mixtape 012 by ol' burger beats

October 15, 2018


For the 12th mix in our monthly feature we reached out to Ol’ Burger Beats. He has previously been referred to as ‘The Producer of Darkness’ and we thought a curated selection of lo-fi favourites would make a nice companion to our season of darkness. We met at a spot called Tranen in Oslo’s Ila suburb. The historical building first opened its doors in 1921 and was once a popular cafe and folk restaurant. Tranen is now the location of some of the best pizza in the city and was a fitting place to meet Ole-Birger Neergård, who is making some of the best beats in the city. 







Norway is a large, diverse and remote place at times and Ole-Birger’s upbringing is not what you would expect from a guy making hip hop with an inner city sound. Growing up with the same 15 kids from Kindergarten to High School the only thing hip hop about his home town is when he mentions ‘West Coast’ in reference to its location. The isolation did leave a lot to be desired when trying to connect with others musically and he laughs that it took him a while to find hip-hop, but became hooked after hearing Stankonia by Outkast. ‘This is the first album I remember relating too, it was less Gangsta Rap and more influenced by blues and soul’. The discovery of this album led him on a process of digging into a hip hop catalogue where he cites Gangstarr, DJ Premier and Big L as influences… Everything released a long time prior to Stankonia. ‘I have always been 10 years late’, he laughs, ‘and now I am 40 years late. I mainly listen to 70’s jazz’. 





Describing himself as someone who is musically living in the past we discuss the current state of hip hop and music. We both agree that in some way it is cool that it is now the largest genre and the new pop music, but it is also bad as a lot of the new acts don't really know or get into the history of the genre.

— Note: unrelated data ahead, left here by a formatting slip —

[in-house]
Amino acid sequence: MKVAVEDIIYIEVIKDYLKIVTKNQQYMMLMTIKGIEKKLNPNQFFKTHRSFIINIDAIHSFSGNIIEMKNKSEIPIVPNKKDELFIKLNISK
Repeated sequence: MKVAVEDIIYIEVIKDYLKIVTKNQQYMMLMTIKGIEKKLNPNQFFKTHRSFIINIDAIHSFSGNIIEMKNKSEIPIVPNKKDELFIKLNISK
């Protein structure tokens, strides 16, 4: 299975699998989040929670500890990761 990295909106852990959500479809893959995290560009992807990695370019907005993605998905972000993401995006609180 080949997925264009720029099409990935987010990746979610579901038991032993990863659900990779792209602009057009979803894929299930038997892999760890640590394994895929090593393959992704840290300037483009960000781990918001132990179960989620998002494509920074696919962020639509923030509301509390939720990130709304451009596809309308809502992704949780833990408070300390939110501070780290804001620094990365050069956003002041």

‘I am the least American guy in the community, but I think it is important to respect the sound and the innovators of the genre. The soul of hip hop I feel is less present nowadays and it is a reflection of our society and the internet. Everything is easier. To make a beat in 10 mins, throw some rhymes on it and make people feel good in someway, then you have a track. A lot of new hip hop lacks that thought and depth… I don't only want to live in the past, I want to make futuristic sounding hip hop too, but not in the way some of these others are doing it’.




The first Ol’ Burger Beats project that sounded how he wanted was a five track demo tape released via  Bandcamp in 2014. The positive and prompt feedback led him to use the demo tape as the basis for his first album ‘High Rhodes’ which uses Fender Rhodes piano samples as a red thread throughout. Following its release on Spotify he was again surprised with the response receiving emails from Okayplayer and Mass Appeal, blogs he had been reading since a young age, wanting to write about his album. ‘It was a crazy experience for me and I ended up putting the album out on vinyl. It was also a dream of mine. I had been sampling off vinyl and to make it go full circle in a way was cool’. 


Having previously released music through his own label Ole-Birger found his way to Mutual Intentions and has enjoyed the advantages of being surrounded by a group of people where he was able to connect musically. ‘I met them by going to Eivind (Ivan Ave) and Fred’s (Fredfades) concerts’, he laughs. ‘My girlfriend and I were in the first row for two years until they started to recognise us. Maybe they had heard some of my beats prior to that, but I was just visible I guess. I was super influenced by Fred and every beat maker on Mutual Intentions and being allowed to release my music on that label was really beneficial and natural for me’.







Outside of making music Ole-Birger holds the position as head of hip hop at The Garden, a record store in Oslo, where he can have a small influence on the market by actively searching and bringing in records he likes. We talk the resurgence of vinyl for a bit and he lets us know that the first Norwegian press has opened, just outside of Oslo. It is exciting to have that opportunity in his homeland and the next time he puts a record out he wants to press there. ‘It would be nice to have everything made here in Norway’.


We joke a bit about the ‘Producer of Darkness’ statement and he laughs, ‘The next project I have tried to make a bit warmer, I will bring it out in summer and step up the positivity a bit. I really am a smiling kind of dude’.



All photography by Ronja Penzo

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